Organizational Climate Determinants of Resident Safety Culture in Nursing Homes

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Abstract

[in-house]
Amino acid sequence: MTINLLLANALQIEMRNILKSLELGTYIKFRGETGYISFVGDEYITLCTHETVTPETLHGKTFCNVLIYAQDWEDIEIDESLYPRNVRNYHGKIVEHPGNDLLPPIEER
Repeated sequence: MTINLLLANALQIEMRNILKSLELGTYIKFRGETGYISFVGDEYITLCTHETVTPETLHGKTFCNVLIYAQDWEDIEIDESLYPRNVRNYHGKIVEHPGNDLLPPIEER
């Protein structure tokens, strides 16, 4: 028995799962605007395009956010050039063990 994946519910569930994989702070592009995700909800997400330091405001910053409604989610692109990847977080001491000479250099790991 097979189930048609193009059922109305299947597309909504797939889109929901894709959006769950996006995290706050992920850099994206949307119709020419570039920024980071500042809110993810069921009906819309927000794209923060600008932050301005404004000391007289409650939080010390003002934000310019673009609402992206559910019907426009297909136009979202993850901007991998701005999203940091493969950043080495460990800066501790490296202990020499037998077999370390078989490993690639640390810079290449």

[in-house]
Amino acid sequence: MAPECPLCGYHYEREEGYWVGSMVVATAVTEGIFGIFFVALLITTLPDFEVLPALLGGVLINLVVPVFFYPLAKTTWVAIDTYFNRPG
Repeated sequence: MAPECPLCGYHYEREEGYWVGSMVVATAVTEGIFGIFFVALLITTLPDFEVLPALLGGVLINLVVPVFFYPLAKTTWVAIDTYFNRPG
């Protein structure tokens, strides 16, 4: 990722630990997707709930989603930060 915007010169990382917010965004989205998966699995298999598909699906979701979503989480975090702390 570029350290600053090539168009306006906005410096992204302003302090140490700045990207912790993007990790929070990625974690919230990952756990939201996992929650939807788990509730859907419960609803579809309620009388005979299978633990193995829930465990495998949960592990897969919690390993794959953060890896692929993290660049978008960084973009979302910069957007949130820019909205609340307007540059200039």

Purpose of the Study: In recent years, there has been an increasing focus on the role of safety culture in preventing costly adverse events, such as medication errors and falls, among nursing home residents. However, little is known regarding critical organizational determinants of a positive safety culture in nursing homes. The aim of this study was to identify organizational climate predictors of specific aspects of the staff-rated resident safety culture (RSC) in a sample of nursing homes. Design and Methods: Staff at 4 Michigan nursing homes responded to a self-administered questionnaire measuring organizational climate and RSC. Multiple regression analyses were used to identify organizational climate factors that predicted the safety culture dimensions nonpunitive response to mistakes, communication about incidents, and compliance with procedures. Results: The organizational climate factors efficiency and work climate predicted nonpunitive response to mistakes (p < .001 for both scales) and compliance with procedures (p < .05 and p < .001 respectively). Work stress was an inverse predictor of compliance with procedures (p < .05). Goal clarity was the only significant predictor of communication about incidents (p < .05). Implications: Efficiency, work climate, work stress, and goal clarity are all malleable organizational factors that could feasibly be the focus of interventions to improve RSC. Future studies will examine whether these results can be replicated with larger samples.

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